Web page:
The trial of a former senior Dundee SNP councillor accused of sending racist text messages continued on Thursday morning.
Craig Melville, 37, is accused of acting in a threatening and abusive manner towards Nadia El-Nakla, a former SNP colleague.
It is alleged Melville, who had been having an extra-marital relationship with Ms El-Nakla, sent messages saying he wanted to “shoot” Muslims following the Paris terrorist attacks at the Bataclan theatre in 2015.
Melville is further accused of referring to Muslims as “filth” and saying a particular Islamic youth worker in Dundee should be “buried alive”.
He and Ms El-Nakla had worked together in the SNP office on Old Glamis road. She was a case worker for Shona Robison MSP and Melville worked for Stewart Hosie MP – Ms Robison’s ex-husband.
Ms El-Nakla was asked by Melville’s defence solicitor Douglas McConnell if it was possible the messages read out to Dundee Sheriff Court had been made up to “keep the heat” away from herself.
Ms El-Nakla responded: “(This experience) has been a nightmare. I did not write these messages. Craig Melville did. I was not an elected member. I had an affair, which I didn’t realise was a crime.”
Ms El-Nakla said she regularly deleted messages sent to her by Melville because of their affair and that she saved his name on her phone under an alias.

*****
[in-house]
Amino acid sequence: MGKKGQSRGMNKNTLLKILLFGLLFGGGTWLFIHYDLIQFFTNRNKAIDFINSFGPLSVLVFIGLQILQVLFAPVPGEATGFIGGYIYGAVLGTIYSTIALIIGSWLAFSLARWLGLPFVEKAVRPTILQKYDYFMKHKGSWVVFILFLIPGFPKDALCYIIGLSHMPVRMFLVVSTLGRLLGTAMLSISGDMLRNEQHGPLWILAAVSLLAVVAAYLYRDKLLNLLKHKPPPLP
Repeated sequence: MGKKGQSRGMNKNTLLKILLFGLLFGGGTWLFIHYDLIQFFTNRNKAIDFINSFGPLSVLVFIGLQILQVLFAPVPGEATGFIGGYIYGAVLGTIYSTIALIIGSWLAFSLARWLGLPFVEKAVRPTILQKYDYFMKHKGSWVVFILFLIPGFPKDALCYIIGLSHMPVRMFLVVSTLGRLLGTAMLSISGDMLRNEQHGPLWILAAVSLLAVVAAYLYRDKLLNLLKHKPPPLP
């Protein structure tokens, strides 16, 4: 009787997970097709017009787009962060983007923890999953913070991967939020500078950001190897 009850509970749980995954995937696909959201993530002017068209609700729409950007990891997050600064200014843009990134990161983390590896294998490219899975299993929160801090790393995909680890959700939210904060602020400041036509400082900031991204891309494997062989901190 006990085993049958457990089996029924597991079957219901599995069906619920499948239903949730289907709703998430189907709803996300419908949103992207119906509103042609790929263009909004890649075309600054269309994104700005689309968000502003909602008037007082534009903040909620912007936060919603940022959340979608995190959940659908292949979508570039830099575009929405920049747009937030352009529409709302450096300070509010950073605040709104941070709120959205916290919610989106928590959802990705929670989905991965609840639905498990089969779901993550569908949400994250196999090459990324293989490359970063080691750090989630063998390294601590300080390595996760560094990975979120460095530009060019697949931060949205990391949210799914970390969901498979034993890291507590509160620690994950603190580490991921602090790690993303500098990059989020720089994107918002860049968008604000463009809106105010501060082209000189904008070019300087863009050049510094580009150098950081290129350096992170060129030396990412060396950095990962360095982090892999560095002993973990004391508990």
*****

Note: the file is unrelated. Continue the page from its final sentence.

She said the got rid the messages in question after challenging Melville about them.
“I found the messages upsetting. He said he felt bad about the messages and asked me to delete them,” she said.
Ms El-Nakla’s estranged husband, Fariad Umar, told the court he downloaded the texts in December 2015 using software he had found via Google, after becoming suspicious of her behaviour.
Mr Umar, an IT technician at Dundee University, said he initially reported Melville to SNP bosses because he felt someone representing the public should not hold those views.
He also put the messages on to a CD which was handed to police a month later, he told the court.
Mr Umar said: “I went to the SNP for them to take the matter further.
“Someone in the party responded who said he would deal with it in-house and urgently.
“I spoke with the police in January 2016…the story had come out in the press. My route was to go through the employer (the SNP) to see what they would do.”
Detective constables from Police Scotland also gave evidence at Thursday’s trial.
DC Paul McIlreavey told the court Ms El-Nakla submitted her phone to officers for examination, but despite a thorough search, none of the alleged messages could be recovered by specialist forensic officers.
DC David McLeod noted messages which had been sent via Apple’s iMessage service sometimes could not be recovered.
Melville, of Marlee Road, denies sending threatening, derogatory and abusive remarks regarding Muslims between November 13 – 15 2015 to Nadia El-Nakla.
Final submissions are due to be heard when the trial reconvenes before Sheriff Scott Pattison on March 15.